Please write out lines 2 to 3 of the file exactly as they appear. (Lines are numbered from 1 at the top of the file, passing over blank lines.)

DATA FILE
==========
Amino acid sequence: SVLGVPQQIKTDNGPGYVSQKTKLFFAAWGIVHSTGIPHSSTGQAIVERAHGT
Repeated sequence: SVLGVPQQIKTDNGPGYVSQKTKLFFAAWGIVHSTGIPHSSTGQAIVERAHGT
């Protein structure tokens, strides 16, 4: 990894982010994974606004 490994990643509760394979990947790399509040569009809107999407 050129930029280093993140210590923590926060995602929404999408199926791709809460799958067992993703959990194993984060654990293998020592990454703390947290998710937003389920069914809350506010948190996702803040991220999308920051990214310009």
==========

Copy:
Repeated sequence: SVLGVPQQIKTDNGPGYVSQKTKLFFAAWGIVHSTGIPHSSTGQAIVERAHGT
């Protein structure tokens, strides 16, 4: 990894982010994974606004 490994990643509760394979990947790399509040569009809107999407 050129930029280093993140210590923590926060995602929404999408199926791709809460799958067992993703959990194993984060654990293998020592990454703390947290998710937003389920069914809350506010948190996702803040991220999308920051990214310009």